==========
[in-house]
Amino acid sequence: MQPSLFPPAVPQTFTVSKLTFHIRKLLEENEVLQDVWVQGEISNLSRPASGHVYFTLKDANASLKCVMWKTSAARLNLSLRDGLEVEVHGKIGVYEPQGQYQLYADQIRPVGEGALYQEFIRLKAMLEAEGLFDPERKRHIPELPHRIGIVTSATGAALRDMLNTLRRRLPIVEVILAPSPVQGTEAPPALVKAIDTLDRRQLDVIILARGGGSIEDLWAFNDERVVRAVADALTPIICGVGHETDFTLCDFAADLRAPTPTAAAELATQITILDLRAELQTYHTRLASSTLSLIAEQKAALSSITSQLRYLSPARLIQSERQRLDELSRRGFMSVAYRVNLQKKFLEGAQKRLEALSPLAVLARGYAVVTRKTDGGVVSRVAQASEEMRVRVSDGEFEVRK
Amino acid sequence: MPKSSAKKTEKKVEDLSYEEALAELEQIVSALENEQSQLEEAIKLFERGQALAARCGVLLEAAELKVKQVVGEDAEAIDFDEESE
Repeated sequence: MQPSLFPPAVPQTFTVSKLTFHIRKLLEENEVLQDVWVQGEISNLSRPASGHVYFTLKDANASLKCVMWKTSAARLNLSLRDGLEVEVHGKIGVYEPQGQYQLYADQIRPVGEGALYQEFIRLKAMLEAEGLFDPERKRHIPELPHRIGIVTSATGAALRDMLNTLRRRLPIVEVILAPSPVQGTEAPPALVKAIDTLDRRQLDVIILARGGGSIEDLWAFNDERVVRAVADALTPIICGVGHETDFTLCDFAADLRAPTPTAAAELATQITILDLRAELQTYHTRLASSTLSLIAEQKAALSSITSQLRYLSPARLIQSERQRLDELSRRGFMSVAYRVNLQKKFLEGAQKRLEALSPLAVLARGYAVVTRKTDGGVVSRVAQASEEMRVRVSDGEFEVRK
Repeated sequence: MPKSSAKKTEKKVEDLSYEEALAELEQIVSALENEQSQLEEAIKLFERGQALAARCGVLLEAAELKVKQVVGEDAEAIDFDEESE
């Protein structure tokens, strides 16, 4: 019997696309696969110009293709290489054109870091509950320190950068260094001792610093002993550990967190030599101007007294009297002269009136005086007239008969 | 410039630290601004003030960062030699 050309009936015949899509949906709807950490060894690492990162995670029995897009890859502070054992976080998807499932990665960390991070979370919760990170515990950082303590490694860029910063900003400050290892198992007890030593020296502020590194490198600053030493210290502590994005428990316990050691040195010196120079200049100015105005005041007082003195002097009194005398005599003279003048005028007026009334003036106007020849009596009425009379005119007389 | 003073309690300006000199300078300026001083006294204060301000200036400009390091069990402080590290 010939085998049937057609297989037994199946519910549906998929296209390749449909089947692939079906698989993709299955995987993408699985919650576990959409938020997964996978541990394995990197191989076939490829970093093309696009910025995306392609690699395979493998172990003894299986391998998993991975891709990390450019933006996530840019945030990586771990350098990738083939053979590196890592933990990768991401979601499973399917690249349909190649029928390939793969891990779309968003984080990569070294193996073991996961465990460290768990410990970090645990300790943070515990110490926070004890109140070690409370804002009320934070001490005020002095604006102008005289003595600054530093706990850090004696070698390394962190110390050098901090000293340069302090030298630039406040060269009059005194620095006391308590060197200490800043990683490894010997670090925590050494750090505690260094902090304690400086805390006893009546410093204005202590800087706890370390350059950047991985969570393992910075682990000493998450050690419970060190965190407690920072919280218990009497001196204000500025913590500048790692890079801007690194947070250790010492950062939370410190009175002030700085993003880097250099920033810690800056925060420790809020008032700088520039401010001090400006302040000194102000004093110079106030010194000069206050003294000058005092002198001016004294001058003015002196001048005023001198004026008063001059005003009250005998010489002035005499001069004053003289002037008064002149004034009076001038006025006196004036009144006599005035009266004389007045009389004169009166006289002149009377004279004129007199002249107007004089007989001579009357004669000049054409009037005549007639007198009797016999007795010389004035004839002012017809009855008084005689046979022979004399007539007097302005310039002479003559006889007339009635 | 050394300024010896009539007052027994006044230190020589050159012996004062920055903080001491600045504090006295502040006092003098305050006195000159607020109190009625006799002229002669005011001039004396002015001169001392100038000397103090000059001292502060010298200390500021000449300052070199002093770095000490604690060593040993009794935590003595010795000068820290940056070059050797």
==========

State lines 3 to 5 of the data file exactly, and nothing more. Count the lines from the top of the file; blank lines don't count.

Amino acid sequence: MPKSSAKKTEKKVEDLSYEEALAELEQIVSALENEQSQLEEAIKLFERGQALAARCGVLLEAAELKVKQVVGEDAEAIDFDEESE
Repeated sequence: MQPSLFPPAVPQTFTVSKLTFHIRKLLEENEVLQDVWVQGEISNLSRPASGHVYFTLKDANASLKCVMWKTSAARLNLSLRDGLEVEVHGKIGVYEPQGQYQLYADQIRPVGEGALYQEFIRLKAMLEAEGLFDPERKRHIPELPHRIGIVTSATGAALRDMLNTLRRRLPIVEVILAPSPVQGTEAPPALVKAIDTLDRRQLDVIILARGGGSIEDLWAFNDERVVRAVADALTPIICGVGHETDFTLCDFAADLRAPTPTAAAELATQITILDLRAELQTYHTRLASSTLSLIAEQKAALSSITSQLRYLSPARLIQSERQRLDELSRRGFMSVAYRVNLQKKFLEGAQKRLEALSPLAVLARGYAVVTRKTDGGVVSRVAQASEEMRVRVSDGEFEVRK
Repeated sequence: MPKSSAKKTEKKVEDLSYEEALAELEQIVSALENEQSQLEEAIKLFERGQALAARCGVLLEAAELKVKQVVGEDAEAIDFDEESE